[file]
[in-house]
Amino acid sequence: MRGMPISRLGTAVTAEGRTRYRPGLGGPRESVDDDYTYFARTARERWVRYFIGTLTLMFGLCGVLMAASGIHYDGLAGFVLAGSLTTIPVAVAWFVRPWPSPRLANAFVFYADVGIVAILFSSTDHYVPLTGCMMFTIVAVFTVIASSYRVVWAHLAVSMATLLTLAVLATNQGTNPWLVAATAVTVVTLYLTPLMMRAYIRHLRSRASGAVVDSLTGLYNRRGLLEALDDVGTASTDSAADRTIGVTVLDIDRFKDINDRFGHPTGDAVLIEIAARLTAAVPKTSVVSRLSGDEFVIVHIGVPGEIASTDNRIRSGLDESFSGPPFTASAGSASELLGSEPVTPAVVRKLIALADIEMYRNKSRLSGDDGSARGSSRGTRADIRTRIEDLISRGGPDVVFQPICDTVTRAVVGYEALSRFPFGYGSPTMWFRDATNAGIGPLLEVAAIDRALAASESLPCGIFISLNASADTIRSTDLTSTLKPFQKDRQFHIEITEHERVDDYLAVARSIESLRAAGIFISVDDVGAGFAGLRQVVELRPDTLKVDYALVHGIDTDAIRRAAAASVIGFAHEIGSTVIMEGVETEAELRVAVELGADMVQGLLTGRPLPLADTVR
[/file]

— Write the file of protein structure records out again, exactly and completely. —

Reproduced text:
[in-house]
Amino acid sequence: MRGMPISRLGTAVTAEGRTRYRPGLGGPRESVDDDYTYFARTARERWVRYFIGTLTLMFGLCGVLMAASGIHYDGLAGFVLAGSLTTIPVAVAWFVRPWPSPRLANAFVFYADVGIVAILFSSTDHYVPLTGCMMFTIVAVFTVIASSYRVVWAHLAVSMATLLTLAVLATNQGTNPWLVAATAVTVVTLYLTPLMMRAYIRHLRSRASGAVVDSLTGLYNRRGLLEALDDVGTASTDSAADRTIGVTVLDIDRFKDINDRFGHPTGDAVLIEIAARLTAAVPKTSVVSRLSGDEFVIVHIGVPGEIASTDNRIRSGLDESFSGPPFTASAGSASELLGSEPVTPAVVRKLIALADIEMYRNKSRLSGDDGSARGSSRGTRADIRTRIEDLISRGGPDVVFQPICDTVTRAVVGYEALSRFPFGYGSPTMWFRDATNAGIGPLLEVAAIDRALAASESLPCGIFISLNASADTIRSTDLTSTLKPFQKDRQFHIEITEHERVDDYLAVARSIESLRAAGIFISVDDVGAGFAGLRQVVELRPDTLKVDYALVHGIDTDAIRRAAAASVIGFAHEIGSTVIMEGVETEAELRVAVELGADMVQGLLTGRPLPLADTVR